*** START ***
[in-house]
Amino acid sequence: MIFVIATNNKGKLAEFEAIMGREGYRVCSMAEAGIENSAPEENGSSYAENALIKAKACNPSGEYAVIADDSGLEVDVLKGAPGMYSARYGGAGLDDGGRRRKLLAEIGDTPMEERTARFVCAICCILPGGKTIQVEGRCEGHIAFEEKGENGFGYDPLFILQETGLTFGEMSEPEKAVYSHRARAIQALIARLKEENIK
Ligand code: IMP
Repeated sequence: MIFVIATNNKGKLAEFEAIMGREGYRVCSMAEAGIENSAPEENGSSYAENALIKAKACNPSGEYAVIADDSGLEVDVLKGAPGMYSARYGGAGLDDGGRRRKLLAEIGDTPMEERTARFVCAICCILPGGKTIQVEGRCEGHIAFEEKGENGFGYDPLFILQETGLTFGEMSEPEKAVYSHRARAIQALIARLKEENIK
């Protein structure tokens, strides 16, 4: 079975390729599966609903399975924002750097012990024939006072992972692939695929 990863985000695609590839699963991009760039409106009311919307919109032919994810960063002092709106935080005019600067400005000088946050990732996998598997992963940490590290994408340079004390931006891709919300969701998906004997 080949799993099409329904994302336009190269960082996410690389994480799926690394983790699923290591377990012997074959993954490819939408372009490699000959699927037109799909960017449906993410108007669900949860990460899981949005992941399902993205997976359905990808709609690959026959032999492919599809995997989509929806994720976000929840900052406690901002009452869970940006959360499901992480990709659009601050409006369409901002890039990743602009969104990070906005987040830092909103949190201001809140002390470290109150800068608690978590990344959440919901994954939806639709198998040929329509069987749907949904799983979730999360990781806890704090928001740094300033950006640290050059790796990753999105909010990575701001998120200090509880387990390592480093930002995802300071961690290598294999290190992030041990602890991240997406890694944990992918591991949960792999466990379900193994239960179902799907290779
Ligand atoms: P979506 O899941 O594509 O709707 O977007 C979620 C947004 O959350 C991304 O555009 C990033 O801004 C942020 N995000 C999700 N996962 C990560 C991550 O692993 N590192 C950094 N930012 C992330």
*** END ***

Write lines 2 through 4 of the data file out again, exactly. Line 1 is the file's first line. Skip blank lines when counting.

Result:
Amino acid sequence: MIFVIATNNKGKLAEFEAIMGREGYRVCSMAEAGIENSAPEENGSSYAENALIKAKACNPSGEYAVIADDSGLEVDVLKGAPGMYSARYGGAGLDDGGRRRKLLAEIGDTPMEERTARFVCAICCILPGGKTIQVEGRCEGHIAFEEKGENGFGYDPLFILQETGLTFGEMSEPEKAVYSHRARAIQALIARLKEENIK
Ligand code: IMP
Repeated sequence: MIFVIATNNKGKLAEFEAIMGREGYRVCSMAEAGIENSAPEENGSSYAENALIKAKACNPSGEYAVIADDSGLEVDVLKGAPGMYSARYGGAGLDDGGRRRKLLAEIGDTPMEERTARFVCAICCILPGGKTIQVEGRCEGHIAFEEKGENGFGYDPLFILQETGLTFGEMSEPEKAVYSHRARAIQALIARLKEENIK